A writer’s life, despite what some might think, involves more than getting words down on paper, virtual or otherwise. And lately that fact has been underscored for me more than ever.
What many non-writers and beginning writers don’t realize is writing “The End” on a finished story or novel does not mean work is finished. In fact, it is just the beginning.
For the serious writer seeking publication, researching markets consumes hours of time to find the right fit for a short story or poem. But it is a necessity. Sending work out blindly to markets that haven’t been researched marks a writer as an amateur to many editors and wastes time all the way around.
Submitting to markets includes following guidelines specific to each market, which, in turn, usually means making formatting changes. Sometimes those changes are small. Sometimes not. It all means time, however.
Likewise, selling a book means maintaining an online presence and making personal appearances at signings and readings. These will take more time.
An author should have a website, however basic, and a social media presence. Additionally, when possible, an author should arrange readings or signings. A fear of speaking in public is a major disadvantage. Fortunately for me, it’s more likely someone would need to make me shut up in public.
But you get the point: being a writer requires a lot of work that doesn’t involve writing.
And I am constantly aware of this, especially recently.
More than a year after my book “A Fable of Freedom and Other Stories” was released, I am busier than ever promoting it. In fact, last weekend I coordinated and hosted a reading with other authors at a local craft beer brewery, and in two days I’ll be at an author event in Tompkinsville.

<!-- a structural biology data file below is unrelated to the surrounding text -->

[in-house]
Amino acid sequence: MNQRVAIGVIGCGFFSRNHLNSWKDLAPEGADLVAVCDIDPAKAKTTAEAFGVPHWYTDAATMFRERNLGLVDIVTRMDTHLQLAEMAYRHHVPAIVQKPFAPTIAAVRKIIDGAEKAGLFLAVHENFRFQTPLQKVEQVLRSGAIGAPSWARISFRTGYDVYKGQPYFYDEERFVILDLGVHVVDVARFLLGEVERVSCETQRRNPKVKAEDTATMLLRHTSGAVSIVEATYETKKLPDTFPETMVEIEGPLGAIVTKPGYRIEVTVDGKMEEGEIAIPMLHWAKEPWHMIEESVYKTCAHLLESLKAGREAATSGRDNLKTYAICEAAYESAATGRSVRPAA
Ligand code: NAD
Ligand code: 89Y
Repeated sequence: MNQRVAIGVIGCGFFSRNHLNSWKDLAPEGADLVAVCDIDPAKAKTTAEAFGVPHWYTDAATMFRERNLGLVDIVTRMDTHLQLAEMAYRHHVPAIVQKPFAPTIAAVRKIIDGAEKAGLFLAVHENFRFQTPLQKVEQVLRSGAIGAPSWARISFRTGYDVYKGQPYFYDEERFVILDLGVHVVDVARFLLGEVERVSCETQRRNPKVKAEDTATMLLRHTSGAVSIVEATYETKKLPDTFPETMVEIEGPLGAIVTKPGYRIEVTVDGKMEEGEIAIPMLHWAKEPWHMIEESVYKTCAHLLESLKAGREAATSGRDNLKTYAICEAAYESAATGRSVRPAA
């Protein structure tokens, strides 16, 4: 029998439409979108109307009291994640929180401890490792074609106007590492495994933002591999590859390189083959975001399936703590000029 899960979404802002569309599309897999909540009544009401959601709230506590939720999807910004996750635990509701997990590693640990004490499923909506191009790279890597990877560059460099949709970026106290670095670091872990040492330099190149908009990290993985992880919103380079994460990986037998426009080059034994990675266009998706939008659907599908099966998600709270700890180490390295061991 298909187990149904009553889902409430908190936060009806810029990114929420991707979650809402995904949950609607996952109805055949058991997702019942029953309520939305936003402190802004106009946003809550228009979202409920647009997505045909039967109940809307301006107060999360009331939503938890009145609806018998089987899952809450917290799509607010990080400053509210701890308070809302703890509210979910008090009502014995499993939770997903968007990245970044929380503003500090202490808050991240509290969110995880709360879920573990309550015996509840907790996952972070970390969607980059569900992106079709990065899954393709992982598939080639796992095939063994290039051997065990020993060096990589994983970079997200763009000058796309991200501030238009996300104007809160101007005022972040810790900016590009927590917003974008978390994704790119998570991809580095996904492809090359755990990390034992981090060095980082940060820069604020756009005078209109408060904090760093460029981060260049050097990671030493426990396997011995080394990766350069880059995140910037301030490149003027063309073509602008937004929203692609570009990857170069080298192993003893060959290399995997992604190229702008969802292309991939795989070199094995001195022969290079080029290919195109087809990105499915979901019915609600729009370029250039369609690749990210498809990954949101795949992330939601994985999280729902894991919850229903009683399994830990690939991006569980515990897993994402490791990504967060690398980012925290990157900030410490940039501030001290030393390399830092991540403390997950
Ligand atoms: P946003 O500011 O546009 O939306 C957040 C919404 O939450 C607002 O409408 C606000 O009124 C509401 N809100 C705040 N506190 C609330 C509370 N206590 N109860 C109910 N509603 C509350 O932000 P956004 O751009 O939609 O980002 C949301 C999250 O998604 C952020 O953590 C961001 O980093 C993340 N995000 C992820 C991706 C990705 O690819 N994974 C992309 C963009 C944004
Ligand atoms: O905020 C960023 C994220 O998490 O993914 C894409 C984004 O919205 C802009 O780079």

In September I will have two events, one book festival here in Elizabethtown and a book reading in Louisville. Another book signing is in the planning stages for July.
Such book signing and reading events are just part and parcel of the deal for a writer. Nonetheless, I enjoy them. Like the other post-creation work of a writer they are time-consuming work but essential.
Don’t get me wrong: what comes before writing “The End” is work, too. It involves countless hours of plotting, structuring, modifying, editing, deleting and tweaking, but that is the realm, more often than not, in which writers are most happy. And simultaneously miserable.
Interestingly enough both parts of a writer’s life often happen concurrently
The writer’s life is more than getting words down on paper. And writing “The End” on a finished story or novel is just the beginning.
But that is the nature of a writer’s life. Those are two halves of a whole.
Here’s to great beginnings and even greater endings.
Here’s to the writer’s life.